Garden Court Apartments

This is an extract from the book East/West by Mark Fram, Michael McClelland and Nancy Byrtus, published by Coach House Books.

Garden Court Apartments
1477 Bayview Avenue
Architects: Forsey Page and Steele
Landscape Architects: Dunington-Grubb and Stensson
Completed 1939–41

The Garden Court Apartment housing development is one of the best examples in Toronto of skillful integration of architecture and landscape architecture. The project, built between 1939 and 1941, was the result of the close collaboration of architects Forsey Page and Steele with Dunington-Grubb and Stensson, the city’s best-known landscape architectural firm of the period. The property covers a 5.5-acre site located in Leaside, then a growing suburban residential area some 3.5 miles northeast of Toronto’s central business district.

[…]

Garden Court’s “beautiful park-like surroundings” were described in 1939, when many of the units first went on the rental market, as a “new concept in urban living dealing with satisfying various residential needs within a single area.” Accordingly, accommodation suitable for many different family types was provided in one- or two-bedroom apartment units, in either a two- or three-storey walk-up building or as a two-storey, two-bedroom unit in a semi-detached building. The building plans eliminated long corridors by having separate entrances and stairways serving four to six apartments, and each apartment extends from one side of the building to the other.

Coverage of the site is only about a quarter of the whole area, and the buildings are grouped to ensure plenty of light and air in the units and no “near facing” windows. The last few buildings to be built were enlarged slightly in plan by eliminating the balconies of the units, and minor changes were made to the exterior detailing. Durable materials were used throughout and, 60 years later, the buildings are fully occupied with a waiting list. The landscape is as inviting as ever, but clearly the lollypop luminaires, concrete planters, and scattered garden statuary are not original.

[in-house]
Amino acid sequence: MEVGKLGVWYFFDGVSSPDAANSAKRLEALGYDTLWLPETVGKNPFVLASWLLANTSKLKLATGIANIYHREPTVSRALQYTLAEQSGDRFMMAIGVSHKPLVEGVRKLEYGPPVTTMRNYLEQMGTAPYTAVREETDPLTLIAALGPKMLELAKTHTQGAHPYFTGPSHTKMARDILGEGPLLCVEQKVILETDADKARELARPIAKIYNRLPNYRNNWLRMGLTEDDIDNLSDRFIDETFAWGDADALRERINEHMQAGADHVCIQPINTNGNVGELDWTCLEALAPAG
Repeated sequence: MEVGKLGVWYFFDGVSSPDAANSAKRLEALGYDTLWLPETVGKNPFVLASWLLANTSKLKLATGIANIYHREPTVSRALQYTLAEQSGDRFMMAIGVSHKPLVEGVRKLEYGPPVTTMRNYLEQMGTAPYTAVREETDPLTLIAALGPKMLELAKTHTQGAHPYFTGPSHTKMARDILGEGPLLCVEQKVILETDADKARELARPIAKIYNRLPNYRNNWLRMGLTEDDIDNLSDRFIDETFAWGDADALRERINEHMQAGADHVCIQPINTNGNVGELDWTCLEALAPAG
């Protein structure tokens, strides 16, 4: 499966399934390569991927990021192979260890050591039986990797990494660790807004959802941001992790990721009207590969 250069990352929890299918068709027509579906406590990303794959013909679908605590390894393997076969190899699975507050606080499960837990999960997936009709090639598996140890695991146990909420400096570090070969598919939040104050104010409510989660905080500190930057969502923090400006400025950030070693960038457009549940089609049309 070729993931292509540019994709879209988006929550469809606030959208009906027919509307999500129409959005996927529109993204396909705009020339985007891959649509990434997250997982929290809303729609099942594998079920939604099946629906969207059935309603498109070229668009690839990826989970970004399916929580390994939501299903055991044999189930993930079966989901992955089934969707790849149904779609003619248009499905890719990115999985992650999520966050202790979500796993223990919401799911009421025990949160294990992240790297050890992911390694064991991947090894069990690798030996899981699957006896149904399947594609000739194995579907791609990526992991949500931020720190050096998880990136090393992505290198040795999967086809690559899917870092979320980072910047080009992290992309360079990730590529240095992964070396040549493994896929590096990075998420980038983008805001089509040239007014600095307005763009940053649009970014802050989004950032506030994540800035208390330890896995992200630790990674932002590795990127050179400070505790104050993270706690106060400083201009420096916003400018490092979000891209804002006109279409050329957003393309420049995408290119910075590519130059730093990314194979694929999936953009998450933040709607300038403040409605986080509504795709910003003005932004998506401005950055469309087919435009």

[Architectural drawings for The Garden Court Apartments are in the Page and Steele Collection at the Archives of Ontario. Five original drawings for the landscape survive in the Dunington-Grubb/Stensson Collection at the University of Guelph. The regular spacing of weeping trees is characteristic of the firm, as is the extensive use of hedging, especially Alpine currant (recommended in the 1939 Sheridan Nurseries catalogue as “the most satisfactory shrub for a deciduous hedge”) and Japanese yew (“the best shrub available for an evergreen hedge of moderate height”). The clipped yews punctuating the hedges are original elements, but the Colorado spruce interrupting the axial view is probably a later addition.]

William N. Greer and Pleasance Kaufman Crawford

From http://archives.chbooks.com/online_books/eastwest/154.html